Here are some musicians takes on the world of music blogging:
Emily Haines of Metric
Also, Grizzly Bear's Edward Droste was contacted by "Web Sheriff" when he posted a track from Animal Collective's then new album. He talks about the incident and file sharing in an interview with The Portland Mercury:
Can you talk a little bit about album leaks, file sharing, and how that's affected you as a band, and also a music fan (i.e. the Animal Collective incident)?Here's a link to the actual blog post as well.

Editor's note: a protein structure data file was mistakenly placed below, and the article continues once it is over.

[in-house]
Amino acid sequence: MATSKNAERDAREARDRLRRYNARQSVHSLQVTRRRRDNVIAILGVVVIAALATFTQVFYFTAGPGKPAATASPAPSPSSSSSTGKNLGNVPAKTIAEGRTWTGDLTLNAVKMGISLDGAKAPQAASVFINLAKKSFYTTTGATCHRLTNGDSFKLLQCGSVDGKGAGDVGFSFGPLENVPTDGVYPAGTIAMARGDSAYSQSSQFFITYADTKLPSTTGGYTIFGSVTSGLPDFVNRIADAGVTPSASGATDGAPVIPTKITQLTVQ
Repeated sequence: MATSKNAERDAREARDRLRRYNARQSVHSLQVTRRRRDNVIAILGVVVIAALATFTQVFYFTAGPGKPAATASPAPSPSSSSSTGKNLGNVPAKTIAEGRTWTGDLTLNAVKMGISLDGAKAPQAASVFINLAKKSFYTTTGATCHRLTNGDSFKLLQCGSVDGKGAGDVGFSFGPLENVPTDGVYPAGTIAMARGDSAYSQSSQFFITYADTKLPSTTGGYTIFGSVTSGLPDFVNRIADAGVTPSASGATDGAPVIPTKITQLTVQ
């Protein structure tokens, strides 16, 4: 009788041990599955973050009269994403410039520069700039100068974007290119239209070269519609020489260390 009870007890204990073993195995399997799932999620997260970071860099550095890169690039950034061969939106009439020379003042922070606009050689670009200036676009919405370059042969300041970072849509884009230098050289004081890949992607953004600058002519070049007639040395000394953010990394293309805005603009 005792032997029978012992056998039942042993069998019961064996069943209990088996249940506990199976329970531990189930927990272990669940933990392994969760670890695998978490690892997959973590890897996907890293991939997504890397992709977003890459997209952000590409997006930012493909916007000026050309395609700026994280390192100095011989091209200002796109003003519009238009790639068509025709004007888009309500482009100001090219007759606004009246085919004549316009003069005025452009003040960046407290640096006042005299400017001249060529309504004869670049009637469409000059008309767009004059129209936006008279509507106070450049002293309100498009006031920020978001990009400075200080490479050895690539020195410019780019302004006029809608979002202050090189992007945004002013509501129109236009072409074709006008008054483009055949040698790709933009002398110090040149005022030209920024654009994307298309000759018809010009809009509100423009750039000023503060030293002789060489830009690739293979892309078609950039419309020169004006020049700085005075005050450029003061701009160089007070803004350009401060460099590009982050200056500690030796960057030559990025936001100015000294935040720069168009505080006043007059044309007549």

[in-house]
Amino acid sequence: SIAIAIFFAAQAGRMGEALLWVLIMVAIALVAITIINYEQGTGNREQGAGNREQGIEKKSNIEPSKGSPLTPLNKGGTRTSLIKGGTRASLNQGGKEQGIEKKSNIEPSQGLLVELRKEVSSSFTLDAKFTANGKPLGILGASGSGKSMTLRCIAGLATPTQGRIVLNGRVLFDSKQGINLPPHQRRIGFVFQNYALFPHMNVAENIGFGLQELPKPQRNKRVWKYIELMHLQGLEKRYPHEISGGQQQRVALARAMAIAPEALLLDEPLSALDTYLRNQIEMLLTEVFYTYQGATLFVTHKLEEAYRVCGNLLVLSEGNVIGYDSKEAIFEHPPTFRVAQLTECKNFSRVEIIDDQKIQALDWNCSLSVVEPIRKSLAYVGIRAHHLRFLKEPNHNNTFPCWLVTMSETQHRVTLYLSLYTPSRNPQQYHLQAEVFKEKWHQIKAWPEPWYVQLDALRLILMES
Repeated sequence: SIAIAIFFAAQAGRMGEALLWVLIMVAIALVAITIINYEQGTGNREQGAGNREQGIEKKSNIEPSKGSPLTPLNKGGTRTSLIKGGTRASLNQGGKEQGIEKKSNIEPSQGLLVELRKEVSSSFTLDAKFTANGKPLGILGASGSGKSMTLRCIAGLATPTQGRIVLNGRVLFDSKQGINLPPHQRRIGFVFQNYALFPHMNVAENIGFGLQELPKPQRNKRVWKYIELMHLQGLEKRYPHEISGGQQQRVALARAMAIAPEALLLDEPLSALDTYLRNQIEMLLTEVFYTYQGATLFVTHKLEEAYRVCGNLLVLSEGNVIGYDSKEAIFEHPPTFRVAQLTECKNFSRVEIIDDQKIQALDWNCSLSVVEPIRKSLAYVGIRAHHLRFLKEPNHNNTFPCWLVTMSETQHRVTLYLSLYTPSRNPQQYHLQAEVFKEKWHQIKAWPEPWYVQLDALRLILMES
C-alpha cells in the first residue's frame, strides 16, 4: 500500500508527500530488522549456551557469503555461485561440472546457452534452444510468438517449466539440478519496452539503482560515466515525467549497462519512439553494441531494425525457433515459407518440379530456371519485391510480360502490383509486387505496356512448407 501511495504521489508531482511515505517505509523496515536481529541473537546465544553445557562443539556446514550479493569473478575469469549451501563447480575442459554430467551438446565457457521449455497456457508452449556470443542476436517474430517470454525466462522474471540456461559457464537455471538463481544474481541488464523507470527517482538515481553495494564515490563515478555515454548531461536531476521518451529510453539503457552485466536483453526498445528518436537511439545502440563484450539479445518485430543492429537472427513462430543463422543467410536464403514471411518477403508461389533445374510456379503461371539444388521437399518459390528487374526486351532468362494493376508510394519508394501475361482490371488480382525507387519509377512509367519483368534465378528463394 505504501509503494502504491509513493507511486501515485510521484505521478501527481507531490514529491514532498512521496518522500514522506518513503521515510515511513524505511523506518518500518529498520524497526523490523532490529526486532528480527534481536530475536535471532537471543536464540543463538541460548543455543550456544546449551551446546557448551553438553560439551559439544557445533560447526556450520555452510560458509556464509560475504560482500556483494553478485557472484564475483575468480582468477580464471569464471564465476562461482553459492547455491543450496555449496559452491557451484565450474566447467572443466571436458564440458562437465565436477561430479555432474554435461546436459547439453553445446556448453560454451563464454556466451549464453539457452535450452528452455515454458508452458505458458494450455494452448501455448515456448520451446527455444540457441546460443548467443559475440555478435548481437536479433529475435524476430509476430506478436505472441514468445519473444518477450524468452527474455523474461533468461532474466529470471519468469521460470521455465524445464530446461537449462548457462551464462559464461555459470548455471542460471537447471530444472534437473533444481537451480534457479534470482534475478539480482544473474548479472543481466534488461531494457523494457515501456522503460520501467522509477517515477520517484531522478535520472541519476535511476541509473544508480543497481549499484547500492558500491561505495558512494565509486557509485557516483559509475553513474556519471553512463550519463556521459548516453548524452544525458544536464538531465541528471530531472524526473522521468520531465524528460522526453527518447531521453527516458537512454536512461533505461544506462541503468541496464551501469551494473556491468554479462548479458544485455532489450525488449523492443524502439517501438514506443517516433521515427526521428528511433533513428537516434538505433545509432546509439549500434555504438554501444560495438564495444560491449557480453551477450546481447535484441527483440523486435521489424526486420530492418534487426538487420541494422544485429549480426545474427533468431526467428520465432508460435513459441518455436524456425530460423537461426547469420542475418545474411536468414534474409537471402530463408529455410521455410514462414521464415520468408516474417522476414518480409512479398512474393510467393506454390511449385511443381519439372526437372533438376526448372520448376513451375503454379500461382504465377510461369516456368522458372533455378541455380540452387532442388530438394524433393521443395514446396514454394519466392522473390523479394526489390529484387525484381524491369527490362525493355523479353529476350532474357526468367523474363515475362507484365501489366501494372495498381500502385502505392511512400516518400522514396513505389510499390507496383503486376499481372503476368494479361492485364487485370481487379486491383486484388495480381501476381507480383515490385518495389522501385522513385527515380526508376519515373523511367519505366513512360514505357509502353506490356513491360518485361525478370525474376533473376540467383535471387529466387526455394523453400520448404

Leaks are reality and we've come to terms with them. I'm more disappointed about the way people approach an album now rather than losing sales. I think people become a bit entitled with the internet and expect things as soon as they want them and on their own terms. People will download dozens of albums a week, do flash armchair reviews and often dismiss lovely albums when they haven't even listened to them in high quality. On the flip side, it reaches more people around the world and people find other ways of showing support via coming to shows or buying a T-shirt. Ultimately we are a band that would greatly suffer without the internet and we are very grateful for all the blogs and websites that were early advocates of ours. I only worry about the art of making an "album" that gets listened to in entirety (and I'm speaking from experience) because often people or myself will get an album and just delete the tracks they don't like or shuffle the album. I catch myself doing it and I think to myself wait, that's NOT how the artist wanted it to be heard. Obviously in the long run I'll like what I like as will anyone, but it's at least important to try and listen to an album once straight through and in high quality.